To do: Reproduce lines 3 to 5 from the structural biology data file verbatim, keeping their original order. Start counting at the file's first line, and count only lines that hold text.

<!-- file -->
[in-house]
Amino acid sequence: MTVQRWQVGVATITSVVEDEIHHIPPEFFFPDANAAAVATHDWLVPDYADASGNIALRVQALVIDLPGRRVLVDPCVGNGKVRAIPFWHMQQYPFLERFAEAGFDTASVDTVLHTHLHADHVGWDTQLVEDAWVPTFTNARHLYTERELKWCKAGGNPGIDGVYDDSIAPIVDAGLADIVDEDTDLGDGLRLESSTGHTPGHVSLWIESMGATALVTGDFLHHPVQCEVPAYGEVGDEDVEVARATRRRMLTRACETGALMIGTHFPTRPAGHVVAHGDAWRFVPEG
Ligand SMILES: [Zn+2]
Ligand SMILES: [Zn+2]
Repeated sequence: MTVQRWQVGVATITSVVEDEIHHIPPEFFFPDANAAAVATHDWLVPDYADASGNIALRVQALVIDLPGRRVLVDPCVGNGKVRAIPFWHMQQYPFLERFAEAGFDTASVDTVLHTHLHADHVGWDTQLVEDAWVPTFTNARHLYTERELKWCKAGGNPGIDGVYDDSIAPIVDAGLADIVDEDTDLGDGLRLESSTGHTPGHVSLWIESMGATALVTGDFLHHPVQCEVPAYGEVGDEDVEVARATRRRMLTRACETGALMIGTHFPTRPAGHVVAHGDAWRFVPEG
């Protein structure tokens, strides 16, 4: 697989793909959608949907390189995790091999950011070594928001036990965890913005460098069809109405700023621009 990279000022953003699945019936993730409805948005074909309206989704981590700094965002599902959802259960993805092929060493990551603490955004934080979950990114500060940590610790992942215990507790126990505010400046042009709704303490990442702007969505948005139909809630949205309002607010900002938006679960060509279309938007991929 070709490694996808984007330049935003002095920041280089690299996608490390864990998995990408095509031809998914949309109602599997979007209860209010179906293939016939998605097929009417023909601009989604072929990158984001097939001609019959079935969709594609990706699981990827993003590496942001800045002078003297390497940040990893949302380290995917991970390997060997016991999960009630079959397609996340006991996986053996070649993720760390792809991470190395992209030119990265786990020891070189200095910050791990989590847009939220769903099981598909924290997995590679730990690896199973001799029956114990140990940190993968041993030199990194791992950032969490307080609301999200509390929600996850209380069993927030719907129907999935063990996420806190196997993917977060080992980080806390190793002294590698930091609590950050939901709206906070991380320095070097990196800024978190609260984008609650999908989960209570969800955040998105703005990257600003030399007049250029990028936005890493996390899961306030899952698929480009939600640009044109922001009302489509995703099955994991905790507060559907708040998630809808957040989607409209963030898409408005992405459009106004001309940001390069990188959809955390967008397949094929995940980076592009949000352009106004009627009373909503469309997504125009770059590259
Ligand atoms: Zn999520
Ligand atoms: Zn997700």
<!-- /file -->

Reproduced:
Ligand SMILES: [Zn+2]
Ligand SMILES: [Zn+2]
Repeated sequence: MTVQRWQVGVATITSVVEDEIHHIPPEFFFPDANAAAVATHDWLVPDYADASGNIALRVQALVIDLPGRRVLVDPCVGNGKVRAIPFWHMQQYPFLERFAEAGFDTASVDTVLHTHLHADHVGWDTQLVEDAWVPTFTNARHLYTERELKWCKAGGNPGIDGVYDDSIAPIVDAGLADIVDEDTDLGDGLRLESSTGHTPGHVSLWIESMGATALVTGDFLHHPVQCEVPAYGEVGDEDVEVARATRRRMLTRACETGALMIGTHFPTRPAGHVVAHGDAWRFVPEG